“The worst case would have been the Islamic State widely dispersing the radioactive cobalt in a city, causing panic and an expensive, disruptive cleanup,” said Albright, a nuclear weapons expert and former U.N. weapons inspector. “There would likely not have been that many deaths, but the panic could have been profound, leading to the emptying of parts of the city as residents fled, fearful of the effects of radiation.”
There was one question that U.S. officials and private researchers could never conclusively answer during the months of Islamic State occupation: Where was the cobalt exactly?
In strife-torn Mosul, there were no publicly available records about the city’s two radiotherapy machines since 2008, when one of them was mentioned in a scholarly article. The last known addresses were a teaching hospital and a cancer-treatment clinic, both on the western side of the city, in neighborhoods that were heavily contested by Islamic State fighters and were among the last to fall to Iraqi liberators.
Finally, recently, Iraqi officials offered an explanation, saying that both machines had been in Mosul throughout the Islamic State’s occupation, but not in the places where the terrorists might have thought to look for them. They had been placed out of commission for several years because of a lack of parts and had been put in storage in a building owned by the University of Mosul, somewhere in the city’s eastern side.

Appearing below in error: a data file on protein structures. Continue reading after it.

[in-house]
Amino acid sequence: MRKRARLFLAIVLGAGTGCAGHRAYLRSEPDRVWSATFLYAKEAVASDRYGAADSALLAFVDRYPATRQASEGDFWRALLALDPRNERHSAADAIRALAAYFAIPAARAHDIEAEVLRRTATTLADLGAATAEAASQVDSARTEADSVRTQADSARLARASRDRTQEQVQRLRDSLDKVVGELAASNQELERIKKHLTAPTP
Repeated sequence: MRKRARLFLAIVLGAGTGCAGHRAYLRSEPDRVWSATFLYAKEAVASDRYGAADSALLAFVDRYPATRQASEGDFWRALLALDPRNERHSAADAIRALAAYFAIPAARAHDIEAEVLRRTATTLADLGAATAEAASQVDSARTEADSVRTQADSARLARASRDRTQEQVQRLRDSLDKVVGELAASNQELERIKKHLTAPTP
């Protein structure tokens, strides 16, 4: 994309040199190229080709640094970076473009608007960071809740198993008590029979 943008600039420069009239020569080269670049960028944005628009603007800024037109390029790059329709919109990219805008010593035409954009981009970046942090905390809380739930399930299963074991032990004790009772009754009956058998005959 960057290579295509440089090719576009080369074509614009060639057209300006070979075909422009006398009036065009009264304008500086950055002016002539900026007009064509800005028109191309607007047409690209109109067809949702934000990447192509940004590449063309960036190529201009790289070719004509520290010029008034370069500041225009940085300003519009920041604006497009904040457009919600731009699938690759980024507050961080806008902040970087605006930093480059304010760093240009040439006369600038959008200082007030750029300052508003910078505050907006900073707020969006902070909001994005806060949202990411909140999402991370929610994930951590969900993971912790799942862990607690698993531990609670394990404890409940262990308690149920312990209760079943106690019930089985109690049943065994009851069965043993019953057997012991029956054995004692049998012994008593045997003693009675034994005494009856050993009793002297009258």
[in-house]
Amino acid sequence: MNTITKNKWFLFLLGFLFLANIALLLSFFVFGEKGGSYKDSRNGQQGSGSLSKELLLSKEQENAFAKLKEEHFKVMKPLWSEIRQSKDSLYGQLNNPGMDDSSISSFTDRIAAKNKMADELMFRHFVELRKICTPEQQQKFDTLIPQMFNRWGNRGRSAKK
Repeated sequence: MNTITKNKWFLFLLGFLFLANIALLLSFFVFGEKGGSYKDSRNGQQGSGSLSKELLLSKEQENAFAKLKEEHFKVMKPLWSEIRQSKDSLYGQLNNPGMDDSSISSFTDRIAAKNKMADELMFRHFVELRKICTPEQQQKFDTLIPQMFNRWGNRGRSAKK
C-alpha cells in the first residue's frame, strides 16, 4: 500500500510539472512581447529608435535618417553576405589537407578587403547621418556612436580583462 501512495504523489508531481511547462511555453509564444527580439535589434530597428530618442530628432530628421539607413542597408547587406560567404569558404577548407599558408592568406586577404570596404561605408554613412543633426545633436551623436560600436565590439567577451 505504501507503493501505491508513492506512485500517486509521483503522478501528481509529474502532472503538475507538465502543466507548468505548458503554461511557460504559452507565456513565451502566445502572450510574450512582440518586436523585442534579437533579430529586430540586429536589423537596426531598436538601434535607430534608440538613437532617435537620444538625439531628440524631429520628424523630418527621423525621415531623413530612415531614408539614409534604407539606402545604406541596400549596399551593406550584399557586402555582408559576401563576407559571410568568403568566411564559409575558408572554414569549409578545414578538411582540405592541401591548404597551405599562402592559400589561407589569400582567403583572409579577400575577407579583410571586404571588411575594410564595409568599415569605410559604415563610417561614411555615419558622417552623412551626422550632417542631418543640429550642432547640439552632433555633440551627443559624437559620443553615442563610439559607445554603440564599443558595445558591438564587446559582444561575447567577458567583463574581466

They were still there when health officials from Nineveh province went to look for them after that sector of the city was secure, said Laith Hababa, a physician and head of the provincial health ministry.
The machines are now in secure storage and “weren’t used by Daesh,” Hababa said, using a common Arabic acronym for the Islamic State.
U.S. officials and nuclear experts expressed relief over what, by all accounts, had been a near-miss. Some speculated that the terrorists never learned of the whereabouts of the machines, although that explanation seemed unlikely, given the terrorists’ efficiency in looting university buildings across the city.
Albright said the task of removing the cobalt cores may have been viewed as too difficult or too risky. Or maybe the group’s commanders were just too busy, especially during the later months of the occupation, as government troops closed in.
“Its leaders were preoccupied elsewhere,” he said, “and [perhaps] did not learn about the sources in Mosul, or have a chance to think through the opportunities.”
Leaders of the Islamic State and al-Qaeda are known to have sought materials for a dirty bomb, a threat that has added urgency to efforts by U.S. agencies and private groups to improve security for machines with heavy concentrations of cobalt-60, or other radioactive elements such as cesium-137, which comes in a powdery form that is even easier to disperse.
The machines are a necessary fixture in many cancer clinics around the world, but in Western countries efforts are underway to replace the most dangerous models with new technology that cannot be easily exploited by terrorists, said Bieniawski, the former Energy Department official. His organization, the Nuclear Threat Initiative, has raised money to try to speed up the transition, but for now, he said, older machines such as the ones in Mosul are commonly found in developing countries where the risk of theft or terrorism is greatest.
“The ones we see overseas are in the highest category — the highest levels of curies — and they are also portable,” he said. “They are exactly the ones we are most worried about.”
Morris reported from Beirut. Mustafa Salim in Irbil, Iraq, contributed to this report.